2. Facilitate indirect information sharing. Recent research suggests that suspending scientific cooperation with Russia adversely impacts scientists’ ability to accurately describe climate change’s impacts on the Arctic.iv While remote sensors can help scientists understand some climate change indicators, ground-based observations have long been the backbone of Arctic climate science. The Arctic Council can help promote common data standards and publishing to facilitate indirect information sharing, including with Russia. This ensures data on things like permafrost thaw and methane emissions can be aggregated in a manner that is less politically charged.

Looking Ahead

The Arctic is a constantly changing environment, and policymakers need to make decisions on Arctic issues with a full understanding of these fluctuating conditions. In the past, the Arctic Council has played a pivotal role in translating scientific discoveries into policy-relevant insights for practitioners. But there is no “right” way to ensure a strong connection between experts and decisionmakers. What matters is that dialogue to develop viable and effective options for the future of Arctic governance continues. Meeting this geopolitical moment with flexibility and innovation provides the best chance to advance Arctic issues and ensure the Arctic Council’s continued relevance.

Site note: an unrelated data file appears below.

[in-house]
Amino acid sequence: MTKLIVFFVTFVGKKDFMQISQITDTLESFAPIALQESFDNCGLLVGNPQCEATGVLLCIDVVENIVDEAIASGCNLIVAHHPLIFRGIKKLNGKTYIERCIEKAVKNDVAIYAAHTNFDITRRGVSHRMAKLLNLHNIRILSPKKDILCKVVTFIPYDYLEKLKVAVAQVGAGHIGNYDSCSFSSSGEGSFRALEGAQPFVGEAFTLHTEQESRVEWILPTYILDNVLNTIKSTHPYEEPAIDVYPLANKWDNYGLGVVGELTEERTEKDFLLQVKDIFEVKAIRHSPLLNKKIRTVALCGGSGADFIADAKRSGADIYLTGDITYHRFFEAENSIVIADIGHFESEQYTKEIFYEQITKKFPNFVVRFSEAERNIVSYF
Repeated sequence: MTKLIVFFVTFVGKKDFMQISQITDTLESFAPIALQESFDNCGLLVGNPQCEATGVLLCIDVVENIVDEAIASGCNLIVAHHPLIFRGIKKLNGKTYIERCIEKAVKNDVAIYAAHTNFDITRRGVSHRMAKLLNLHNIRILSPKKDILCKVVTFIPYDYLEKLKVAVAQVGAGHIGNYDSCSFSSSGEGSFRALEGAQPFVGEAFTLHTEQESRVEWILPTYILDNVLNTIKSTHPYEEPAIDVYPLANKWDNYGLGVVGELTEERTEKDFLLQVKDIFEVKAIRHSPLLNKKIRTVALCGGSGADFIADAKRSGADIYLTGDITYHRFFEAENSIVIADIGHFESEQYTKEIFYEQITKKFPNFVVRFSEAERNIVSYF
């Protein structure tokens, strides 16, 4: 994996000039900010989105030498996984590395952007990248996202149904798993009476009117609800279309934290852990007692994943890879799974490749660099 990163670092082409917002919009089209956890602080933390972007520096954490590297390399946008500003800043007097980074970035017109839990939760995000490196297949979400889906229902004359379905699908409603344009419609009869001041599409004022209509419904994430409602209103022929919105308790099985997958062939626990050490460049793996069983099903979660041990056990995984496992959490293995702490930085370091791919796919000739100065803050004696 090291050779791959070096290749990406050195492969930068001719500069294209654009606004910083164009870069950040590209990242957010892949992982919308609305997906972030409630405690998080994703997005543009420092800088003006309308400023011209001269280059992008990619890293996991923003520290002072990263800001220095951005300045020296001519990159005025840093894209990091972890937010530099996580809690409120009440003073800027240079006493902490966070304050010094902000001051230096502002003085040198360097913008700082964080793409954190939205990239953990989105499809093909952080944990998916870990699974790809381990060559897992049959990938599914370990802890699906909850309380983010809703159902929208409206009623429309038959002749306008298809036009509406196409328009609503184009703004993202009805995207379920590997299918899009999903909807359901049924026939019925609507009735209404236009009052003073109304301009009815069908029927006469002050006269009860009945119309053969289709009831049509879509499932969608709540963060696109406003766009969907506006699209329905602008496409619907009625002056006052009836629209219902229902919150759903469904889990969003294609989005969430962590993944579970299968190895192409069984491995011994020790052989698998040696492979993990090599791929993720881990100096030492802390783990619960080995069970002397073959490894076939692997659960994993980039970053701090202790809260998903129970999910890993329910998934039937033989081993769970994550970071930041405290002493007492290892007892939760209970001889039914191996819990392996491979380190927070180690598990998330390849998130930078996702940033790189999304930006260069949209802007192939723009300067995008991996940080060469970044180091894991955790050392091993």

About the Report